You Might Not Be Doing This. But It Will Make Your Dog Live Longer.

We decided to take a look at a topic not often discussed, but still vital. What is it? Your dog's mouth. When I recently rescued my pup, I rushed out to buy all the necessities. You know: dog bed, food, treats, toys, harness, coat, leashes etc. The one thing I didn't think about? His oral health. I hate to admit this, but, it just NEVER occurred to me that dogs need oral upkeep too. I mean they have teeth and gums just like us hoomans. I was made aware of this fact at my first vet visit.
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After I left the vet's office, a little embarrassed about my appalling knowledge of dog dental hygiene, I went home and furiously researched it. Here's what I've learned — 1. Dogs have a total of 42 teeth. 2. Just like humans, dogs have baby teeth that fall out and within 6-7 months of age, adult teeth should have erupted.
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3. They are highly unlikely to get cavities as they do not consume sweets and due to the different surface texture of their teeth. 4. You can tell a dog's age based off of their teeth. In puppies, age is determined by the growth of teeth and in adults age is determined by tooth wear.
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5. According to the ASPCA, approximately 85% of dogs over five years of age suffer from periodontal disease. This basically means dogs get plaque, which (if not cleaned properly and thoroughly) leads to Tartar (that's harder to clean than plaque) which leads to gum disease which leads to loss of teeth!!!! Gum disease isn't just painful for your dog, it's irreversible. That in itself was a huge wake up call. What's worse? The bacterial infection in their gums can travel via their bloodstream to various organs including their brain and heart!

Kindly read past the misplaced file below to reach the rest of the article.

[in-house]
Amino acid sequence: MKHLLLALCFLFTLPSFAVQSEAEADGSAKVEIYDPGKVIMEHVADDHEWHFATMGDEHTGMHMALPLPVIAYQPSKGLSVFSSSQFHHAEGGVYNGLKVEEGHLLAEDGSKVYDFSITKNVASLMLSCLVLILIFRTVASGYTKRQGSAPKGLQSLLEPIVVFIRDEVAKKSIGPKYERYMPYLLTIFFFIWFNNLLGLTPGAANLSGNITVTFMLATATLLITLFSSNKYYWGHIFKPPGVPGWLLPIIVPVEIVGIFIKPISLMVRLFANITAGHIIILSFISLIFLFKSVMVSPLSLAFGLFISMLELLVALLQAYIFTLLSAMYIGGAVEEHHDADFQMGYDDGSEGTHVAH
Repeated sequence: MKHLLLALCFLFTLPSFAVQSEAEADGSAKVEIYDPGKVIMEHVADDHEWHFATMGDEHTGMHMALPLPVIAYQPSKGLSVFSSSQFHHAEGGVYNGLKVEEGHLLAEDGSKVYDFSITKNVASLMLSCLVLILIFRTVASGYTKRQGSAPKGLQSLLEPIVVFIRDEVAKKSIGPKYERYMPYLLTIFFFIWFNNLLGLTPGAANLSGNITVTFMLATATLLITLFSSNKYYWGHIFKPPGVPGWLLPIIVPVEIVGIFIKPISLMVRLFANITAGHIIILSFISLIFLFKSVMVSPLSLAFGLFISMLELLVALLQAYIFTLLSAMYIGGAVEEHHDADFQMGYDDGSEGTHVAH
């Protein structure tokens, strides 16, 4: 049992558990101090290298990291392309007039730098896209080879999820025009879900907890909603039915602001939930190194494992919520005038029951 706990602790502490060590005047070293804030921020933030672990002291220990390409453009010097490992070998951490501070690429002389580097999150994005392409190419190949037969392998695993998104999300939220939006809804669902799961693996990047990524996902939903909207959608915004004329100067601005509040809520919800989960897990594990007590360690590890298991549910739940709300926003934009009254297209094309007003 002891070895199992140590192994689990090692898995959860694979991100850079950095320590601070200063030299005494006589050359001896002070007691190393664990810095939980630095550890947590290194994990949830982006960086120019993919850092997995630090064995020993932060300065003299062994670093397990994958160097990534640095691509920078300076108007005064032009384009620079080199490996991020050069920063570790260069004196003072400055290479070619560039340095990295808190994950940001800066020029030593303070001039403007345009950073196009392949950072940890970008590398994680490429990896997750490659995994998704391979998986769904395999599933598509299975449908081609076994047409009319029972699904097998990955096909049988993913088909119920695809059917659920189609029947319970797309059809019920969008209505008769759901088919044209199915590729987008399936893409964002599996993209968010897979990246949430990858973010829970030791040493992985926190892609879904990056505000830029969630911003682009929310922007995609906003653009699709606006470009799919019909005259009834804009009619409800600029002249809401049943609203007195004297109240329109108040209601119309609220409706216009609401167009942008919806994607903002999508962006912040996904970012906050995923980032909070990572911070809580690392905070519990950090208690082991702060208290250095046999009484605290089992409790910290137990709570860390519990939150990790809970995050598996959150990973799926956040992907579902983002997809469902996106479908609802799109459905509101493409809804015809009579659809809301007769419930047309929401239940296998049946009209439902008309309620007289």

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With the fast-paced lives we lead, it's a miracle if you wake up in the morning and remember to brush your own teeth, let alone your dog's. And brushing you dog's teeth is no easy task. No need for panic, puppers! There are a bunch of easy solutions to getting your dog's dental health up to doge dentist standards. Let a tough rope toy with doggie toothpaste on it do the work for you. Just chewing on it should help clean out your pup's teeth.
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Give your pup ample chews. According to the ASPCA, "edible chews, such as rawhide, pig ears and natural bones, as well as hard, inedible chew toys, like Nylabones® and Greenies® Smart Chews™, can also reduce plaque on your dog’s teeth." Veggies like carrots are tough enough to get the plaque out while keeping your pooch's breath fresh.
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Featured Image via Connected By Pets

Hope Bobbitt

7 years ago

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